PHOENIX — Citing 17th century English law, the state Court of Appeals concluded Thursday that someone charged with shoplifting is entitled to demand a trial by jury.
In a unanimous decision, the judges said the Arizona Constitution makes it clear that if a jury trial was mandated for a crime during territorial days, that right remains more than a century later.
They said the fact that the crime is only a misdemeanor, punishable by six months in jail, does not override a constitutional right.
Thursday’s ruling is most immediately a defeat for the city of Peoria, which had argued against having to go through the time and expense of a jury trial. But the decision has implications for other city and county prosecutors who have, until now, convinced municipal judges and justices of the peace that they have judicial authority decide a shoplifter’s guilt.
Both the state and federal constitutions entitle people charged with crimes to a trial by jury. But courts generally have held that right does not extend to offenses that can result in jail time of less than six months. And that means all misdemeanors.
But the state constitution, adopted when Arizona became a state, says, “The right of trial by jury shall remain inviolate.”
Appellate Judge Lawrence Winthrop, writing Thursday’s ruling, said that means if someone were entitled to a jury trial prior to 1912 for a comparable common-law offense, then that right continues to exist.
In an effort to undermine that logic, attorneys for Peoria argued shoplifting was not a common-law offense — essentially one that was always considered a crime just based on custom — but actually based on a 17th century enactment of the English Parliament, dubbed “An Act for better apprehending prosecuting and punishing of Felons that commit Burglary Housebreaking or Robbery in Shops Ware-houses Coach-house or Stables or that steal Horses.”
Winthrop said that citation ignores other evidence.
“Both before and after enactment of the 1698 statute, defendants in 17th century London were accused of shoplifting and afforded a trial by jury at Old Bailey Courthouse, London’s criminal court,” the judge wrote.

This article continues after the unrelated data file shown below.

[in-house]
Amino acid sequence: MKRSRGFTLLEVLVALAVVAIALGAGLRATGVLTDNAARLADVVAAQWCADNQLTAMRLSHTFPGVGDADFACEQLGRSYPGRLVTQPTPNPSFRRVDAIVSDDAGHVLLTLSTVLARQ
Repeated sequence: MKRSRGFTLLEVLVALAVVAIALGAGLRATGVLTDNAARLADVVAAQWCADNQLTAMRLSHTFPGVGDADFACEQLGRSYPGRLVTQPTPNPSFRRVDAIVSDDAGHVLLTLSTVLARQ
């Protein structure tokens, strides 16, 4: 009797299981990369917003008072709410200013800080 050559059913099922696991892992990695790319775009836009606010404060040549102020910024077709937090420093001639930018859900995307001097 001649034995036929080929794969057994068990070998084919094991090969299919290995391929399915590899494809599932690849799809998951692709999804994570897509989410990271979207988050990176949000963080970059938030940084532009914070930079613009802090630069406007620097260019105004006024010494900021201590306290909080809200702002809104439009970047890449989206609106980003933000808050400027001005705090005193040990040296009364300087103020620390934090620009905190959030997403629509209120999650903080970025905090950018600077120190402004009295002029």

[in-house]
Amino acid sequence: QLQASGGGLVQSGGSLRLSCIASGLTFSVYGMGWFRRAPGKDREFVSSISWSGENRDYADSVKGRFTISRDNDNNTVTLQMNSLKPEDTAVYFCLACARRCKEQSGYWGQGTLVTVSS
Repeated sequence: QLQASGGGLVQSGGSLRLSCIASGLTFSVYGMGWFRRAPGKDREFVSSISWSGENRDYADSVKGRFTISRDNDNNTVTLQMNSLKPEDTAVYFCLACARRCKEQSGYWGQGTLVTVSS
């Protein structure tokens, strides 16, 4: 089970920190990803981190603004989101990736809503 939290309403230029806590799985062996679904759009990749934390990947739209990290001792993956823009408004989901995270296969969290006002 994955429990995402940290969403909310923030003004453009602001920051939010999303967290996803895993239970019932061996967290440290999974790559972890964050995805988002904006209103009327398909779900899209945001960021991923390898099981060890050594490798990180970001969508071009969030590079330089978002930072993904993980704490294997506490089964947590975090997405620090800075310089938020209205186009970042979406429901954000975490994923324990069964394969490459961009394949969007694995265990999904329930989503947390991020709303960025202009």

And to prove his point, he even quoted from court records.
In one case, Anne Jenkins and Elizabeth Green were accused of stealing 18 yards of muslin, valued at 52 shillings, which belonged to William Peat. The record shows both denied the theft but, after testimony by a witness, “were found guilty of Felony.”
This isn’t the first time that appellate courts have upheld the right to a jury trial for minor offenses.
Winthrop pointed out that it isn’t simply a question of whether there was a right to a trial by jury prior to 1912. He said even those charged with other misdemeanors can demand jury trials if an offense is considered serious.
In 2008, for example, the state Supreme Court decided that Monsignor Dale Fushek was entitled to have a jury decide whether he molested teens while he was the pastor of St. Timothy Catholic Community in Mesa.
The justices said that’s because state law would allow a trial judge to order Fushek to register as a sex offender if convicted. And that, the high court concluded, shows the Legislature believes the offenses, while misdemeanors, are “serious crimes.”
Courts have also extended jury trials to those charged with resisting arrest. And there has been a general rule that crimes of moral turpitude, like prostitution, also entitle someone to a jury trial.
But a bid by some strippers for a jury trial for violating a Scottsdale ordinance was rejected.
In that case, the appellate court acknowledged there was a pre-statehood offense of indecent exposure, a law that did entitle those charged with violating it to a jury trial. But the judges said the Scottsdale ordinance simply regulates nude dancing and does not prohibit it outright.
More recently, state lawmakers voted in 2012 to spell out in statute that those facing first-time misdemeanor charges of driving under the influence of alcohol are entitled to a jury trial. That legislation overturned a 2011 court ruling to the contrary.